“She argued that the downgrading of rate expectations in the market had led to lower bond yields, providing the economy with needed support in the face of weaker growth overseas. The Fed then followed suit this month by reducing its anticipated rate hikes in 2016 to two from four quarter-percentage point moves projected in December.”

    No one was surprised that the ECB and BOJ are backing off on efforts to lower rates and devalue their currencies because both policies are plain nutty. Had they not backed off, markets would have reacted, so those two CBs have also capitulated to market sentiment.

    Raising US rates would only strengthen the dollar more, which is equivalent to weakening the yen, euro and yuan. Therefore, the Fed backed off. Sure, every fiat currency needs to weaken to make the numbers work but they can’t all do it at once.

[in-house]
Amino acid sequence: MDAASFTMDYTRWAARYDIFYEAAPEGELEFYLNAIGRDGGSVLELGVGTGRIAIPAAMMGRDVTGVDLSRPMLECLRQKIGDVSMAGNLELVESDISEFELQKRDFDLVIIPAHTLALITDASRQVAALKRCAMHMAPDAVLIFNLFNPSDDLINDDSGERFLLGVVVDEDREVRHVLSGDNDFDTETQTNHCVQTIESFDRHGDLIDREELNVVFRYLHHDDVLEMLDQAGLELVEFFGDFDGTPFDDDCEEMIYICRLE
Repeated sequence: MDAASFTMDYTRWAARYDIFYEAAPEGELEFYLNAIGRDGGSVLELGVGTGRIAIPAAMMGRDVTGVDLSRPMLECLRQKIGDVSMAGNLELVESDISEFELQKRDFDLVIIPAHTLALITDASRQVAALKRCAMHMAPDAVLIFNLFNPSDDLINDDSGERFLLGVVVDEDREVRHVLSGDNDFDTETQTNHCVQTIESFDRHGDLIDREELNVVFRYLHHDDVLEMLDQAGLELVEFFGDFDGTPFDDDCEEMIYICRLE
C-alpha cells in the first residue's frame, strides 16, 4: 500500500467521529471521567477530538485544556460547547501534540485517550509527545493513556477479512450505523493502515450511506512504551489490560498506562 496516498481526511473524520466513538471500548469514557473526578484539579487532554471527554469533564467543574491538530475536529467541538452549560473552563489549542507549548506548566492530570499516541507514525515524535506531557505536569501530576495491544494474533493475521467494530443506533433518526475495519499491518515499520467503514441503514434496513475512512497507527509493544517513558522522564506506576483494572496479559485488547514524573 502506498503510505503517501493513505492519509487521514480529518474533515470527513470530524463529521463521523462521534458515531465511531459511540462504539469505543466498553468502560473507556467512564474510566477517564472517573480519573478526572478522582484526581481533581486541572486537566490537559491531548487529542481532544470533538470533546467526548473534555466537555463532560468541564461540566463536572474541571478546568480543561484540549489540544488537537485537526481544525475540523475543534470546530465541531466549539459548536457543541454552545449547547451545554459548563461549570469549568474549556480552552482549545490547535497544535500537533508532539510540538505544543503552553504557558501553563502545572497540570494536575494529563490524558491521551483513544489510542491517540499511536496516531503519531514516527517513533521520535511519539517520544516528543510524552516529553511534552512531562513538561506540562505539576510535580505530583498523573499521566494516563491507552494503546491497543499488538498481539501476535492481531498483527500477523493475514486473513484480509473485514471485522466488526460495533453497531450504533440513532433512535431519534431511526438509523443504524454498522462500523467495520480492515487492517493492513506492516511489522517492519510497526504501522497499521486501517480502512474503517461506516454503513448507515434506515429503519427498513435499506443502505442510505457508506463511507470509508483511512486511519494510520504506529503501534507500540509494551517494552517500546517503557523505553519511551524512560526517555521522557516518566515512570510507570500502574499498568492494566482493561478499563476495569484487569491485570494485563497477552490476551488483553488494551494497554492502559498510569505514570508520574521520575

I highly doubt, however, that the US will experience “stagflation”. Low growth – yes – and price inflation in insurance and healthcare, but price deflation in most everything else. The 30-year Treasury is headed for 2%.

    (By the way, Rolex is now offering 30 month interest-free financing on all of its watches for qualified buyers. It’s better than lowering its prices, and that compensates them for the 2-3% hit they take on purchases with a credit card. Tough times.)

  • gordon

    A recent article in Zero Hedge also touched on the probability that the secret meeting was all about the US $ and of the need to weaken it (at the behest of the Chinese or else) as it was having an adverse effect upon chinese economic future plans.